So we refined the data a bit more, trying to determine roughly how much time she was spending in other locations. The map presented below shows how many points occur within each property boundary. We've looked at how many points for each property and colour coded them according to how many points have been recorded in that area. Corsair is wandering through at least 33 different properties. There are two properties with over 284 recorded points. Those are our house (House A) and a neighbouring house a block over (We will call that House B). The houses adjacent House A and House B have the next highest number of points recorded in them. Interestingly she does seem to be spending more time in the block over the road, rather than within our block. She does seem to spend approximately the same amount of time at both our house and House B, with 416 points being recorded within our property boundaries and 417 points recorded in House B. This suggests its probably about time to go knock on the door of House B, or at least leave a polite note in the letter box.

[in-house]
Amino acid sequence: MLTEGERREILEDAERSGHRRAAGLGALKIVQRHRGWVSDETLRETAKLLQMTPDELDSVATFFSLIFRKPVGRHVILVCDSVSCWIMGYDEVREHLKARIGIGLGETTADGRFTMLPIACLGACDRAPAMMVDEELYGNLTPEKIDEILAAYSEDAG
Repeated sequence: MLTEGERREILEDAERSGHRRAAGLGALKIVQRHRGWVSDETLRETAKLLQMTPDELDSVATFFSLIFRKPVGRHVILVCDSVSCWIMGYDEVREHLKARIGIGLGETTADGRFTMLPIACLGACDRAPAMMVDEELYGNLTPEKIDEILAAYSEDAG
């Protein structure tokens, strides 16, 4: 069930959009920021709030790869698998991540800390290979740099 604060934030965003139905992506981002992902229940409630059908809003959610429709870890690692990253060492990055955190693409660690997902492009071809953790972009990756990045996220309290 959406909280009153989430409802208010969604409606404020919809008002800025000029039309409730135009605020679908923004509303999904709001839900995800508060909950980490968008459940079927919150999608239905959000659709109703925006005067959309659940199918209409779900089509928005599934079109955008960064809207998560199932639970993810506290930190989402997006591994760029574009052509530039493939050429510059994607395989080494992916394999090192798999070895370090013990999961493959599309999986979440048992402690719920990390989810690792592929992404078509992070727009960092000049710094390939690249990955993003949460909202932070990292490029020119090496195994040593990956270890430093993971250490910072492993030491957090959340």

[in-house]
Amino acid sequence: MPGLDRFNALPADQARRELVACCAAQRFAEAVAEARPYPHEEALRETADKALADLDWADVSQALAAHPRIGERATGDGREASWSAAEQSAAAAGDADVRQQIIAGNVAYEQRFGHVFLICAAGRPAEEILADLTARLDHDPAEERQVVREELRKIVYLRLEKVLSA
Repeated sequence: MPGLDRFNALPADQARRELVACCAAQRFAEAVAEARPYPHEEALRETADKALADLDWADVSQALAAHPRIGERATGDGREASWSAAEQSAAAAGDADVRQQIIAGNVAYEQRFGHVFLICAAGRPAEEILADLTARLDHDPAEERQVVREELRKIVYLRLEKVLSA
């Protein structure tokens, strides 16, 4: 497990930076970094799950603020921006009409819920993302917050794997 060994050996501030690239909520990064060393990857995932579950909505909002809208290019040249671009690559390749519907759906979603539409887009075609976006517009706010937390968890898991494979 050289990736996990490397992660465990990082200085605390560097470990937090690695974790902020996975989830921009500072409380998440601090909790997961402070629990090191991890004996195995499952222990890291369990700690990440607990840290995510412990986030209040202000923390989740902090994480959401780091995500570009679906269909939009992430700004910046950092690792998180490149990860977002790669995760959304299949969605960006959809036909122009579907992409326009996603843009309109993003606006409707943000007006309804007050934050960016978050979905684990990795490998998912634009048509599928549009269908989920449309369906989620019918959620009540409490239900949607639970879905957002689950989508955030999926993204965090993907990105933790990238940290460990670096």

I know the neighbours immediately to the south of us have cats, the neighbours immediately to the north of us do not have cats.  Our neighbourhood demographic is largely older Italian people and younger Middle Eastern (muslim) families.

Our neighbourhood seems to have quite a few cats, but no dogs, or at least I don't hear dogs barking, or see people walking dogs. I do see quite a few cats, usually those being chased out of our back yard by Magellan or Jumble.  Corsair on the other hand smiles at the other cats, makes friends, invites them in the back door and shows them the location of the food bowl.  She is a caring sharing type and looking at the size of her ginormous belly, I suspect a bunch of the cats reciprocate.

That said, we also suspect that our cats have 'infrared vision'. We turned on the ducted heating for the first time this year as the weather is getting colder. Within five minutes, all three cats were inside sitting on the heating vents. Maybe they will spend more time at home in winter.

Above is a photo of a Corsair in her natural habitat.

We don't have night time data for Corsair, she has been reliably coming home for dinner and getting locked inside. Although she has not yet learned that banging on the cat door at night won't make it open. Her preferred sleeping position is at the foot of our bed.

So next week - it's probably about time Jumble got to wear the GPS logger.

So my dear readers, are there any questions about our experiments you would like answered? If we can answer them with the data we have we are happy to try.